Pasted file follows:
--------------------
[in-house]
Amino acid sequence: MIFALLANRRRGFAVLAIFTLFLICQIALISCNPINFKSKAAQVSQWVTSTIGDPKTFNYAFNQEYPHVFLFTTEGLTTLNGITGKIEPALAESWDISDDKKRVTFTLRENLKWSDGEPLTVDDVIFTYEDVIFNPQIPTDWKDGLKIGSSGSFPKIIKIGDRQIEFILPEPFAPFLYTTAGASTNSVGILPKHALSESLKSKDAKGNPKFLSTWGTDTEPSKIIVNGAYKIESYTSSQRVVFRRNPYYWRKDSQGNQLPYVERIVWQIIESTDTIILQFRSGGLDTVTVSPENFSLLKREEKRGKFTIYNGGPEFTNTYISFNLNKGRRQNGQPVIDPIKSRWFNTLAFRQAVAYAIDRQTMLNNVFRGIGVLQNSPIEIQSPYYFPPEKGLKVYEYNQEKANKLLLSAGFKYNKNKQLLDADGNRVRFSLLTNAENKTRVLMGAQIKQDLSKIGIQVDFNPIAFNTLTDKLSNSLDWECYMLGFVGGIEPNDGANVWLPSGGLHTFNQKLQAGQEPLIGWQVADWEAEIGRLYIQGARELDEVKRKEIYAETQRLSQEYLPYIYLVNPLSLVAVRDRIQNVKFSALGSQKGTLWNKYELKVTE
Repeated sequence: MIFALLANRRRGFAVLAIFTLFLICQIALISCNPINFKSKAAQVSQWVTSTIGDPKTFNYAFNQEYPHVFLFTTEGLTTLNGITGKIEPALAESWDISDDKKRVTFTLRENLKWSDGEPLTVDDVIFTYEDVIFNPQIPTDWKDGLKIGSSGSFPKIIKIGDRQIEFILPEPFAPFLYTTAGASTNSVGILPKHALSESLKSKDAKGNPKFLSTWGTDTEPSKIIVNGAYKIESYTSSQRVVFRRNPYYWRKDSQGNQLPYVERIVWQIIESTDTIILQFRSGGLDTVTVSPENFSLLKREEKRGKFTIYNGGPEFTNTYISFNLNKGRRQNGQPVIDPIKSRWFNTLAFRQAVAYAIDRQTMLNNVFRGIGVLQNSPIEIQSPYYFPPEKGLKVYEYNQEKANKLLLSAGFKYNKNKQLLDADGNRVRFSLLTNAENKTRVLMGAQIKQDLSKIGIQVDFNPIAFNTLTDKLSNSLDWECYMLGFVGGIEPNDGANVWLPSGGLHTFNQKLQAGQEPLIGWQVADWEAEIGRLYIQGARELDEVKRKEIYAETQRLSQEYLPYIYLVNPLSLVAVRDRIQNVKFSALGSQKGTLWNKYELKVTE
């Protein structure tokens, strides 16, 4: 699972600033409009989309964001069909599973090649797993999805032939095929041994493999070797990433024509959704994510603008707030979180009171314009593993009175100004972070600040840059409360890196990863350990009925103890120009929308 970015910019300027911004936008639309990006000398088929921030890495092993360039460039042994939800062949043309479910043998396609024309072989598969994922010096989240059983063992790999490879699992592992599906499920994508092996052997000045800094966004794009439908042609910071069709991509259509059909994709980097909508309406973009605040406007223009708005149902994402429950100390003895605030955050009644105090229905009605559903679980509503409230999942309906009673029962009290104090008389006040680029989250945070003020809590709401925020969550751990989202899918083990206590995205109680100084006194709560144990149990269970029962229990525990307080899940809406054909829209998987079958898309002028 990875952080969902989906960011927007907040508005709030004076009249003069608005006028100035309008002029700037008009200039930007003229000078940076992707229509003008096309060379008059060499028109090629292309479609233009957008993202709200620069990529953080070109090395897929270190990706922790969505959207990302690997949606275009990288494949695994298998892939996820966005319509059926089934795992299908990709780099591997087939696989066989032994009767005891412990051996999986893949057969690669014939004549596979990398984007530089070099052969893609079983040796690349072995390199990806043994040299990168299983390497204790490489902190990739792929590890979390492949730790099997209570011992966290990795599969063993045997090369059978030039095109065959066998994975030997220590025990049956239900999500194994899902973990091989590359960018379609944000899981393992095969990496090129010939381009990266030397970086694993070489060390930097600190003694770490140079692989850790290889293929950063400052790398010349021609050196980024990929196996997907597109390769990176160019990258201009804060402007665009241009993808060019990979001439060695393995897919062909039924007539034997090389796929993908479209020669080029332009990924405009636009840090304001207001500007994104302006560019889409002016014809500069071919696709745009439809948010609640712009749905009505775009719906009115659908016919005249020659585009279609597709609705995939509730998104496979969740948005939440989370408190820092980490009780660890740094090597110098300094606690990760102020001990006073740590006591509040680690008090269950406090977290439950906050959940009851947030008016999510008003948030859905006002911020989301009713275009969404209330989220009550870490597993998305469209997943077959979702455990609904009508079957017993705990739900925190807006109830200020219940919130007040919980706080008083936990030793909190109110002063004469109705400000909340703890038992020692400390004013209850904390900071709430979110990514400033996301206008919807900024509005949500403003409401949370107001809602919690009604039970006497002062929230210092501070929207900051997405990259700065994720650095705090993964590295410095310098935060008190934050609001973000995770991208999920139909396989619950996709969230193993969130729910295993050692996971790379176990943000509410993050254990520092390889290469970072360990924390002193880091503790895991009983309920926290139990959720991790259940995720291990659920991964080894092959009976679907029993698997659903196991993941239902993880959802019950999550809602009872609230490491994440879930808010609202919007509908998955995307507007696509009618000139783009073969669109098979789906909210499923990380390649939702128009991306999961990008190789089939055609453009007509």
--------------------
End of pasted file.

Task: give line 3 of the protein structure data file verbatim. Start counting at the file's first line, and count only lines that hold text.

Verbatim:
Repeated sequence: MIFALLANRRRGFAVLAIFTLFLICQIALISCNPINFKSKAAQVSQWVTSTIGDPKTFNYAFNQEYPHVFLFTTEGLTTLNGITGKIEPALAESWDISDDKKRVTFTLRENLKWSDGEPLTVDDVIFTYEDVIFNPQIPTDWKDGLKIGSSGSFPKIIKIGDRQIEFILPEPFAPFLYTTAGASTNSVGILPKHALSESLKSKDAKGNPKFLSTWGTDTEPSKIIVNGAYKIESYTSSQRVVFRRNPYYWRKDSQGNQLPYVERIVWQIIESTDTIILQFRSGGLDTVTVSPENFSLLKREEKRGKFTIYNGGPEFTNTYISFNLNKGRRQNGQPVIDPIKSRWFNTLAFRQAVAYAIDRQTMLNNVFRGIGVLQNSPIEIQSPYYFPPEKGLKVYEYNQEKANKLLLSAGFKYNKNKQLLDADGNRVRFSLLTNAENKTRVLMGAQIKQDLSKIGIQVDFNPIAFNTLTDKLSNSLDWECYMLGFVGGIEPNDGANVWLPSGGLHTFNQKLQAGQEPLIGWQVADWEAEIGRLYIQGARELDEVKRKEIYAETQRLSQEYLPYIYLVNPLSLVAVRDRIQNVKFSALGSQKGTLWNKYELKVTE